Month: May 2013

  • Connect a Logitech Elite Keyboard on a generic Bluetooth dongle

    I am still using the Logitech Elite Bluetooth Keyboard I bought years ago. It was sold in a bundle with a Bluetooth Optical Mouse MX900 and a Bluetooth Hub. That Hub also served as a cradle to charge the Mouse.

    Logitech Elite Keyboard And MX900 Mouse
    Logitech Elite Keyboard, MX900 Mouse and Bluetooth Hub

    Since I don’t user the Mouse anymore and don’t need therefore the Cradle to recharge it, I thought I could get rid of it if I could connect the Keyboard on a Generic Bluetooth dongle or even better: on my onboard Bluetooth.

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    Actually, I don’t use the MX900 mouse anymore since the Cradle does not recharge it anymore. I think the “contacts” are dead. This seems to be a quite common issue.

    And since my Asus P9X79 Pro MB comes with an onboard Bluetooth, I thought that I could completely get rid of the Logitech Hub which has its own power supply, a usb connector and a PS/2 connector… i.e.: too many cables :/

    This is well supported by Logitech as explained in their Bluetooth FAQ. Here is how to proceed on Windows 8:

    1. The Bluetooth must already be installed. The default “drivers” (Bluetooth stack) from Microsoft will work fine.
    2. Right-click the Bluetooth icon in the system tray and select “Add a Bluetooth device.”
    3. Click “Add a device” on top of the Devices list.
    4. While the Wizard is searching for new devices press the “Connect” button behind the Keyboard (The small white button next to the battery compartment). A generic Keyboard will appear in the list. It will only be displayed as a Logitech Elite Keyboard once installed.
    5. Once the keyboard detected and added, Windows will prompt you to type a passkey on the Keyboard. You must end by pressing ‘Enter’ to validate the passkey.
    6. Now, you have to disallow Windows to turn off the Bluetooth while entering the sleep mode otherwise the Bluetooth keyboard will appear “Offline” when you wake up the computer.
      1. Right-Click the Bluetooth icon in the system stray and select “Open Settings”
      2. Open the “Hardware” tab in the “Bluetooth Settings” pane
      3. Select your Bluetooth dongle (or onboard emitter) and click on the “Properties” button to open the “Bluetooth Properties” pane
      4. Click on “Change settings”. You will see a new tab “Power Management”
      5. Open this “Power Management” tab and deselect “Allow the computer to turn off this device to save power”.
    7. The computer may have to be rebooted if the keyboard is not immediately enabled.

    The only drawback is that I won’t be able to use the keyboard at boot time (e.g.: to enter the bios) or in safe mode. To support that, the Logitech Bluetooth Hub came with a PS/2 connector.


  • Fix Wi-Fi issue on Fuhu Nabi 2

    As I mentioned in a comment on this post, I was suddenly not able anymore to turn on the Wi-Fi of my Nabi 2. But it was easy to solve 🙂

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    The situation when the problem occurred was this one:

    • My Nabi 2 is a UK version
    • The Product Version of my Nabi was 1.9.37 before rooting the device and installing the Gapps and it was still that version when the problem occurred.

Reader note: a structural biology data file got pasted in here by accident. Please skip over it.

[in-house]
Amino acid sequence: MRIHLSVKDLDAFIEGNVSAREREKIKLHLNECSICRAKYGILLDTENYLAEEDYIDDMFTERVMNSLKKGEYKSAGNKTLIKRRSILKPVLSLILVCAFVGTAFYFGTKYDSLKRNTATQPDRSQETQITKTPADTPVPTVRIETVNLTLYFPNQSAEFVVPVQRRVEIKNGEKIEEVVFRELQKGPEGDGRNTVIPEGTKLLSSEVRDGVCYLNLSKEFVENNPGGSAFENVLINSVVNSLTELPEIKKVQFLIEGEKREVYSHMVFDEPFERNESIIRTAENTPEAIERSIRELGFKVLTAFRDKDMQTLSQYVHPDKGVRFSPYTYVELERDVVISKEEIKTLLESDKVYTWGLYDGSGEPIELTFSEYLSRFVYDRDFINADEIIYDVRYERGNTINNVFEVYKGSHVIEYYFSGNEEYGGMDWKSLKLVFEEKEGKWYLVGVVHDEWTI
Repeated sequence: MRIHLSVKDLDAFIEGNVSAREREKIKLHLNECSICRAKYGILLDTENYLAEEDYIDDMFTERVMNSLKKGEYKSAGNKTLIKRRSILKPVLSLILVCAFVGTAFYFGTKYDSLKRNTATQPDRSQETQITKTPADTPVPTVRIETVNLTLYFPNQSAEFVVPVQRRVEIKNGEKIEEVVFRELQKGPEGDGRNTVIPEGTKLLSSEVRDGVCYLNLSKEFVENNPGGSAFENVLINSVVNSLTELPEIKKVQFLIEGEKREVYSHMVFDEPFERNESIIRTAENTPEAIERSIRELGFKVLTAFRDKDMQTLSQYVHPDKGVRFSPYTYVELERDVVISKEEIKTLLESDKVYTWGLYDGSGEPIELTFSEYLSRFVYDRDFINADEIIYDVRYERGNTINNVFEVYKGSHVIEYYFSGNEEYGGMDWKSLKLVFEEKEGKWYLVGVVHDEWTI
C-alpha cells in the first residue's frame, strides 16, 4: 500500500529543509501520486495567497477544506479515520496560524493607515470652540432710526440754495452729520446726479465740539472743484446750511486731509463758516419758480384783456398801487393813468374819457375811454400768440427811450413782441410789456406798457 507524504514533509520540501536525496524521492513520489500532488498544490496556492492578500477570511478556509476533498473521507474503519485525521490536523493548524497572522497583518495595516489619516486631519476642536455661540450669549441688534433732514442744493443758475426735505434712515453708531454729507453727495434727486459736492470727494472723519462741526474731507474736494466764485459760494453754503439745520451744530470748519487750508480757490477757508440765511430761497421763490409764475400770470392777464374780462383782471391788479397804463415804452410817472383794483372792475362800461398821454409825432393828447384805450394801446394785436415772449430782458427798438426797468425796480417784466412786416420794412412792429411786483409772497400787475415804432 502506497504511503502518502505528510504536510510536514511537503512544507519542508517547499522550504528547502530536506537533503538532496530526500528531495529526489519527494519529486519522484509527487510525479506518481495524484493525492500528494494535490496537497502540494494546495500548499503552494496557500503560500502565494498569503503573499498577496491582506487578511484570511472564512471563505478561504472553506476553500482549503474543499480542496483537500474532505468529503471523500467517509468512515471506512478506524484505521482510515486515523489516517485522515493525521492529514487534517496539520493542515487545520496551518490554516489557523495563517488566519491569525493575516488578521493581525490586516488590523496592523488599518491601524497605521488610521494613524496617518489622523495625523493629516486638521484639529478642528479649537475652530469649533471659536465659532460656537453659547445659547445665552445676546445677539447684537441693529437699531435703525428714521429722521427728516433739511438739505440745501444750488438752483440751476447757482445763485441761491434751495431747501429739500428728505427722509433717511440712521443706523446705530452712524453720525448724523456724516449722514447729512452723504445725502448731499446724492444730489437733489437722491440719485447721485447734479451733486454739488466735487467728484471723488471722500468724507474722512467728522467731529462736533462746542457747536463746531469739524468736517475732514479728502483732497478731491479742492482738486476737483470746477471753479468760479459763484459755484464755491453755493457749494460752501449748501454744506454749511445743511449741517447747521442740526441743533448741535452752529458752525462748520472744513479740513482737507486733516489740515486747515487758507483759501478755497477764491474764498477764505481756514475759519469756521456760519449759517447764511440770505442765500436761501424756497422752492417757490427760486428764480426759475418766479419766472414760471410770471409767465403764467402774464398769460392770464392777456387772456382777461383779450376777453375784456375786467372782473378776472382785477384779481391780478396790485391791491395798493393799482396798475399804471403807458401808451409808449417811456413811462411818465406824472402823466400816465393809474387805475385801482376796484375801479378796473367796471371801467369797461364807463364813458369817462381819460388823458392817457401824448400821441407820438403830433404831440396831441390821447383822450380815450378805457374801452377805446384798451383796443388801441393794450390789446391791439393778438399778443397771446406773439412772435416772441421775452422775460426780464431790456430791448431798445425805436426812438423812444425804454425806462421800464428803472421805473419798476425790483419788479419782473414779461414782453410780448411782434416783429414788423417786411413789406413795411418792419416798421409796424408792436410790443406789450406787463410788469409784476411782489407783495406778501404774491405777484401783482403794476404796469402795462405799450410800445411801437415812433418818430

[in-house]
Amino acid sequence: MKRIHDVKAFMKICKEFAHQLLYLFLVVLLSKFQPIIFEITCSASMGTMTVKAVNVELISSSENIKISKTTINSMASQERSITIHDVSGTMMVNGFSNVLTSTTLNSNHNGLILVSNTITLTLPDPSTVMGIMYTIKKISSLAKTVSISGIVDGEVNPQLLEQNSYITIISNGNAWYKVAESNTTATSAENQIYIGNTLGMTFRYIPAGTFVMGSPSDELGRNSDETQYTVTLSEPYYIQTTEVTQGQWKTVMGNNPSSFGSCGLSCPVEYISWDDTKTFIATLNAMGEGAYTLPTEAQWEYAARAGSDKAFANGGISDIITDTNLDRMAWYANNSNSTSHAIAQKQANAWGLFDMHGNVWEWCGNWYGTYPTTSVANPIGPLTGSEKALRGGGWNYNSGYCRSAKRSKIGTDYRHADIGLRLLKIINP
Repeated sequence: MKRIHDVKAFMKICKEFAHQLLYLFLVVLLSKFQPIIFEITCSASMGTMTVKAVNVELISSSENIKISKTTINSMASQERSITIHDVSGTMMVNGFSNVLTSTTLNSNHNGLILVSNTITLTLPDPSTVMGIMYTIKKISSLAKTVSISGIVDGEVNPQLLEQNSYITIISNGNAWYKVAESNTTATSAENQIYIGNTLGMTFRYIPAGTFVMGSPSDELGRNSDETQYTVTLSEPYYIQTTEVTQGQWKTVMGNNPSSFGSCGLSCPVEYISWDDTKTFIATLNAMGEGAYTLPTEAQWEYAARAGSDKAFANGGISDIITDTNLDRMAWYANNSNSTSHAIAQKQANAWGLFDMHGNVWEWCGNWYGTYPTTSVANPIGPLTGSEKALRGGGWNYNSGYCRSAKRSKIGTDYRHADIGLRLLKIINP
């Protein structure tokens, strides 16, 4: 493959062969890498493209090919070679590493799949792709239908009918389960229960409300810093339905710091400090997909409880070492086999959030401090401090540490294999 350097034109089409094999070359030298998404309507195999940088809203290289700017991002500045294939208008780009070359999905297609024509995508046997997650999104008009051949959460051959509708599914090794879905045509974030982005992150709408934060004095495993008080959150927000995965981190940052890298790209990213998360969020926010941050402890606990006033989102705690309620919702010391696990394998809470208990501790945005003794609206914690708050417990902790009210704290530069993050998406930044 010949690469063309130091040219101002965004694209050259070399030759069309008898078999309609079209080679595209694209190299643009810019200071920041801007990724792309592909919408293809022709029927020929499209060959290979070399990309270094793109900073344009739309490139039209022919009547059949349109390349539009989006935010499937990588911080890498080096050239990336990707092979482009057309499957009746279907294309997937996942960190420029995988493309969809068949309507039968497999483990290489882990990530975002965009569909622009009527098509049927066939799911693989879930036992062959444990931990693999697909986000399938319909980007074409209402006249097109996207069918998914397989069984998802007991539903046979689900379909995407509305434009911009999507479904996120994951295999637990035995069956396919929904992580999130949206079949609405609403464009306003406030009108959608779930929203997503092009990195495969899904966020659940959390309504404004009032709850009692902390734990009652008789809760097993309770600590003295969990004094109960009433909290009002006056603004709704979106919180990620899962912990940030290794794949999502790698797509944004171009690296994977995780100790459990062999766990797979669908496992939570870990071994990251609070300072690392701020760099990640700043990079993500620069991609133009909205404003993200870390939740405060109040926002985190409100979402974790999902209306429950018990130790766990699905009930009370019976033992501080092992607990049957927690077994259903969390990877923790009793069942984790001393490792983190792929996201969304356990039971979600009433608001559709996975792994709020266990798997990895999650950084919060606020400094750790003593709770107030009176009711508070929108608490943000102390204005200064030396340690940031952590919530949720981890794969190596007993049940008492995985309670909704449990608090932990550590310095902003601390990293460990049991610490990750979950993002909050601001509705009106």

• I was using TWRP as my Nabi 2 is suffering the Touch Screen Calibration issue with any next version.

    I have been reading many threads about that issue, mainly starting from this one. And I finally concluded that the only solution was to re-install the stock firmware, upgrade next to the latest Product Version and retry to root and install Gapps. It worked like a charm :p

    The easiest to do that is to use the Nabi Lab v2. It’s so well done and clear that the details provided here after are actually useless.

    1. If your PC is not ready (has the drivers) anymore to connect on the Nabi,  use first the menu 1.
    2. Use next the menu 3 to restore the stock firmware.
      • After this, my device was still running the Product Version 1.9.37 and all the original applications from Fuhu were back.
      • Most of the applications I installed from Google Play had disappeared but not all ?! I was expecting all of them to be swiped out…
    3. Reboot the device and go to the Settings > About tablet > Update to get the very latest Product Version.
      • In my case it moved from 1.9.37 to 2.0. I read somewhere that this one includes a fix or improvement related to Wi-Fi.. Good :p
    4. Back to Nabi Lab, use the menu 4 to root the device
      • I didn’t use the menu 1 to install TWRP, root the device and install Gapps because I wanted to keep the TWRP proved to fit my Nabi regarding it’s Touch Screen Calibration issue.
    5. Finally, use the menu 3 to install Gapps.
    Et voilà. Wi-Fi is working and my Nabi is still rooted and has access to Google Play.
    • I did try to install TWRP for Nabi 2 but I was still experiencing the Touch Screen Calibration Issue.
    • I did try also next “TWRP for Nabi versions prior 1.9.37 (UK, …)” available with Nabi Lab v2 and it appeared to works fine on my Nabi! Great 🙂
    • What is still not great with the Nabi 2: there is no native support to move applications from internal to external SD. It’s well known that not all applications can be moved (Ex.: those with Widgets currently in use, …). But they could offer something to move the others like use of “simlinks” for each moved .apk..